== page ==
The cleaning of the Augean Stables was designed to be an exercise in humility rather than strength. These stables, which held a massive herd of cattle, hadn't been cleaned in decades, and were overrun with waste. Confident that he was making an impossible offer, King Augeas wagered Hercules a tenth of the cattle if he could complete the task in one day. Hercules, not one to admit defeat, diverted two nearby rivers through the stables themselves, washing away the filth. Thus did Hercules accomplish his task in a single day, and so won the bet.
Despite completing Eurystheus' ten tasks, the King royally shafted Hercules by ruling that the Hydra and the Stables did not count. The Hydra, because Iolaus had aided Hercules; and the Stables, because Hercules had received payment for his work. He instructed Hercules to perform two replacement labors: retrieve the Apples of the Hesperides; and capture Cerberus, the three-headed guard dog of the underworld, unarmed.
Unjustly enriching oneself off the sweat and skill of underpaid athletic labor, and then harshly punishing said laborers for violating a petty, Byzantine regulatory system and accepting side payment? This must be where the NCAA got its business model from.
P.S. Most of the moons of JUPITER, of which there are 67, are named for the lovers or conquests of Zeus. So maybe Hera's jealousy was understandable, even if her revenge was misdirected, and slightly over the top.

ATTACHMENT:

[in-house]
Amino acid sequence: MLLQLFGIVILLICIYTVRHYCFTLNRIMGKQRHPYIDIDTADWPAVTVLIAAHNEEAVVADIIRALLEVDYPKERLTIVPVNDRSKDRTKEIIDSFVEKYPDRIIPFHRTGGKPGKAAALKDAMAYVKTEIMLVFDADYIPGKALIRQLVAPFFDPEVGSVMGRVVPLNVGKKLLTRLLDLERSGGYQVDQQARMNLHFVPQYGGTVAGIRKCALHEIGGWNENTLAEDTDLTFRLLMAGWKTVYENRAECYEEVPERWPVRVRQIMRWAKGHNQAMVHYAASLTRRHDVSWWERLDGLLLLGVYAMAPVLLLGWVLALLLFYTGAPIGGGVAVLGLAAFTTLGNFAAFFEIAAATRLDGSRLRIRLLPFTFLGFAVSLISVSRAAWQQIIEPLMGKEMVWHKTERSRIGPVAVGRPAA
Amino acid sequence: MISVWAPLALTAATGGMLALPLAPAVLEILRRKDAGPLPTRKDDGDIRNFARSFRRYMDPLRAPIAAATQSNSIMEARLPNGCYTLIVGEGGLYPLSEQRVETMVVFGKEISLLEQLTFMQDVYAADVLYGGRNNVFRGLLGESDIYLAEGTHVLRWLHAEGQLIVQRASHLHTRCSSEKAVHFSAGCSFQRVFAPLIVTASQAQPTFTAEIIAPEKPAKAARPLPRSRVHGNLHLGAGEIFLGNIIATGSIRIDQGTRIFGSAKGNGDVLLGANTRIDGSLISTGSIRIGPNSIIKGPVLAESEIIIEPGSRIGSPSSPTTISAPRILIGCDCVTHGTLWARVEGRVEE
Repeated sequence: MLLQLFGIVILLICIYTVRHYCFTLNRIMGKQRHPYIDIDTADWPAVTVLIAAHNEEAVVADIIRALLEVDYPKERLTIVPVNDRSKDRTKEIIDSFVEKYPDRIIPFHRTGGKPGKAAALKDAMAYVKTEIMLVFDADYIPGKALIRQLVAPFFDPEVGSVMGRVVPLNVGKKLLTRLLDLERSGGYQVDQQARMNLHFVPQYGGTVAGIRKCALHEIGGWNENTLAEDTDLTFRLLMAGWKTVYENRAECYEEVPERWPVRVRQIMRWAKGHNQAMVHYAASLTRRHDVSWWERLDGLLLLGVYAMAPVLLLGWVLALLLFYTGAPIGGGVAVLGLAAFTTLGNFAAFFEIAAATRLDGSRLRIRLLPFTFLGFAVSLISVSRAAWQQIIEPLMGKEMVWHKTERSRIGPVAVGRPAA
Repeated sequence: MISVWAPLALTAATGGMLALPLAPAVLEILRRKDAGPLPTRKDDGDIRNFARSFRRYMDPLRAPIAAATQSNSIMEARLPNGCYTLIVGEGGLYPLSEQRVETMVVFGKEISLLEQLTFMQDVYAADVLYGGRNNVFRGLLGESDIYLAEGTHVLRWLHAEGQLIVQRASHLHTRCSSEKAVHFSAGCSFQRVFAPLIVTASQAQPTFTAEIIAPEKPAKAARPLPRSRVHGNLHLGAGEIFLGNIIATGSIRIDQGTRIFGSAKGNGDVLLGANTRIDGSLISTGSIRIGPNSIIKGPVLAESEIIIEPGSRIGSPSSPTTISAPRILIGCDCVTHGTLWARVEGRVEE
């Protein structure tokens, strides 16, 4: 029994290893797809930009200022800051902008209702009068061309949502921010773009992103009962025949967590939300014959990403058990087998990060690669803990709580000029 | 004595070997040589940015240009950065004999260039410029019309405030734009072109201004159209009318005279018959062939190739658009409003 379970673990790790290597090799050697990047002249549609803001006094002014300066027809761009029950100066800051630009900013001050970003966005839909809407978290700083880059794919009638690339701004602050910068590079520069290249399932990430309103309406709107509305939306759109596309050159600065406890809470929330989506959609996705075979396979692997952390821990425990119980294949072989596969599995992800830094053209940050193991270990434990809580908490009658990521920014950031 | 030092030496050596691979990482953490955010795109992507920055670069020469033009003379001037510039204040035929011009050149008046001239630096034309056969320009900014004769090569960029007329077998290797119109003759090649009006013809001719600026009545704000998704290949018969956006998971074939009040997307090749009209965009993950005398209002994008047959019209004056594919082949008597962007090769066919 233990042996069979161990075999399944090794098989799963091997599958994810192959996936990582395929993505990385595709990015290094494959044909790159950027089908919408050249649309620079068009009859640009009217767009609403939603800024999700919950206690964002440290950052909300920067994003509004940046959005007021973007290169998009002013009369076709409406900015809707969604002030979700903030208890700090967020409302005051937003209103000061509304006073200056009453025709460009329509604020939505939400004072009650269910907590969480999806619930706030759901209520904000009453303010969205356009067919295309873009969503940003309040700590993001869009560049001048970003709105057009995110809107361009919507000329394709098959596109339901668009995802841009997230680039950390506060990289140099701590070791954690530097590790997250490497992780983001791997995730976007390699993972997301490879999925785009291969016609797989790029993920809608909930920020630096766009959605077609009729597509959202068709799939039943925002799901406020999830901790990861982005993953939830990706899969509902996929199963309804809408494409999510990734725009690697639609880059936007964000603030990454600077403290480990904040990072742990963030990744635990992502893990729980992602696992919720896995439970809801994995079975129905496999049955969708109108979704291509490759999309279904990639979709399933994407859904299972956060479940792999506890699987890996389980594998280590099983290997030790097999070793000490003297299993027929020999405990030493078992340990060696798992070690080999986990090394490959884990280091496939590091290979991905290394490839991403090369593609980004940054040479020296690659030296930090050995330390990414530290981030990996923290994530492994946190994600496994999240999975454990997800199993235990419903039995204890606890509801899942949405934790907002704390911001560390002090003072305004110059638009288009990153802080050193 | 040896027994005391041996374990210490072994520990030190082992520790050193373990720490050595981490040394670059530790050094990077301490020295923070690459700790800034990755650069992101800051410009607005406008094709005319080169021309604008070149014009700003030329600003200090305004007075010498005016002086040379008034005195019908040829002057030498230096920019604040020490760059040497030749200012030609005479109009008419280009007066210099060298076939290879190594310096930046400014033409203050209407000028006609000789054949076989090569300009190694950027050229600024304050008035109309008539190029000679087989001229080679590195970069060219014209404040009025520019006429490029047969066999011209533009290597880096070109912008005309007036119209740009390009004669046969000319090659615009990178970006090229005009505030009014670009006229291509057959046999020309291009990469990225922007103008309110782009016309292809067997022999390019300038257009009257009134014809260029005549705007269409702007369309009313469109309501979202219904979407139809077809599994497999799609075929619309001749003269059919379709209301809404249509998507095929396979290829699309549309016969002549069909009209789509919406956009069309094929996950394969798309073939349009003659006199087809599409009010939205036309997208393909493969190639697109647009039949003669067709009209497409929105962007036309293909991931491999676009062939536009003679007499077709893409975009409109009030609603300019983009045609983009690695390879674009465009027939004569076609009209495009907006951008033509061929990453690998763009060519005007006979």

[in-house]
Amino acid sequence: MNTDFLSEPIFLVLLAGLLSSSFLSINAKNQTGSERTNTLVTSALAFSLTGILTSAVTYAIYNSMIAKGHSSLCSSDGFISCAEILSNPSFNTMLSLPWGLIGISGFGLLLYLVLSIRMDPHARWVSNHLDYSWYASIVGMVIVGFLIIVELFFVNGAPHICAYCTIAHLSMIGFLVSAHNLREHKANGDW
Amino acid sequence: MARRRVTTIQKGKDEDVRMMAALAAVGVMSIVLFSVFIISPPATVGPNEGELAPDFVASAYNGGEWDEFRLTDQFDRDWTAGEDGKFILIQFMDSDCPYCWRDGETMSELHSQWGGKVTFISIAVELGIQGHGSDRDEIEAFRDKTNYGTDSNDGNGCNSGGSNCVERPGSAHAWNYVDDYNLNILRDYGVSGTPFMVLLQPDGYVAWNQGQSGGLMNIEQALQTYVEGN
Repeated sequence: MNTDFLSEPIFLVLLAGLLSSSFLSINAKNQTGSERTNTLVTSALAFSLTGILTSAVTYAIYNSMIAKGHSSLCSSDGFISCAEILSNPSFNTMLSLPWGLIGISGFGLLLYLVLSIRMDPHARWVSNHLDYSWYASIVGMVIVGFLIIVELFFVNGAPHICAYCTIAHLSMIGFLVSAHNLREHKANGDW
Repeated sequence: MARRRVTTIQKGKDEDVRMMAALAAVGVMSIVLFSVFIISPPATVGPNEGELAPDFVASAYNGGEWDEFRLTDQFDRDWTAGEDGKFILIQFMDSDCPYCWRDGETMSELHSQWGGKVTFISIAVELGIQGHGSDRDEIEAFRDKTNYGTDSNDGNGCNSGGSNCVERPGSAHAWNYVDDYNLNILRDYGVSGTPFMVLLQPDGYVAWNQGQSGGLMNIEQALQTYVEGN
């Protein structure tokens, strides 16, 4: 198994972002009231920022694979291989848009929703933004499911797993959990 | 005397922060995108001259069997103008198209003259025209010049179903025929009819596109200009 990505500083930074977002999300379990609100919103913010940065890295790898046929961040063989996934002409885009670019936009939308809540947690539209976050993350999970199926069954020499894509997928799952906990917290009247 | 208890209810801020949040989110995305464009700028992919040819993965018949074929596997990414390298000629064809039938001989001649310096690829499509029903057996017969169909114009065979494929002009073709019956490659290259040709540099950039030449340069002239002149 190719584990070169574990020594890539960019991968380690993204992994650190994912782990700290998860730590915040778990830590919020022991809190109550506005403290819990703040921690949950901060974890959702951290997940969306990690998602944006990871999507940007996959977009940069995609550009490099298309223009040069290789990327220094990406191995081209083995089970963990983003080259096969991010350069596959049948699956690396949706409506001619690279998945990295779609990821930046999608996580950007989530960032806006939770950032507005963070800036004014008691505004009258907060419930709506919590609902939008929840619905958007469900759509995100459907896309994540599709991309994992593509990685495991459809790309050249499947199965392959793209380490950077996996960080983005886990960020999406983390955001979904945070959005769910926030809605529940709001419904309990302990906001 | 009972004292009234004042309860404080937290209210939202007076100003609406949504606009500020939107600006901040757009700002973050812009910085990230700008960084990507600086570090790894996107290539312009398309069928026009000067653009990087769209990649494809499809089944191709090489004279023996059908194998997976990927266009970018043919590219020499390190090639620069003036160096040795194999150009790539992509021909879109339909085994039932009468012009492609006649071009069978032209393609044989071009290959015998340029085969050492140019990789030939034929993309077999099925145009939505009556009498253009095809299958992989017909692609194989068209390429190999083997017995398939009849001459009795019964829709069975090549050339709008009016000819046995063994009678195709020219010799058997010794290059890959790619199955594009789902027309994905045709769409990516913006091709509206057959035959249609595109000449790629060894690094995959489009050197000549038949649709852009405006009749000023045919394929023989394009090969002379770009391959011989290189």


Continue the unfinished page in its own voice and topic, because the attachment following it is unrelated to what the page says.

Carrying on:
Do solvers know Hieronymus Bosch outside of crosswords? I certainly don't. I do, however, celebrate Brennan Boesch's entire collection. BOSCH is a notch below some A-listers like Monet, Renoir and Picasso, but the highbrow entry should appeal to the NYT demographic, I think.
Hope solvers like it!
I'm pretty sure that my inspiration for this puzzle was the 11/12/2012 offering by Randall J. Hartman. If you see him around, could you tell him that I NODDED in appreciation towards his work? His contribution to crosswords MERITS at least that much.
There's no doubt that there were many a CELEB to choose from for the "-MONROE" entry. Despite the fact that gentlemen prefer BLONDEs, I naturally found the ultimate choice to have a better ring to it than MARILYN. (Confession: I just now noticed the DUMB BLONDE crossing. No offense intended.)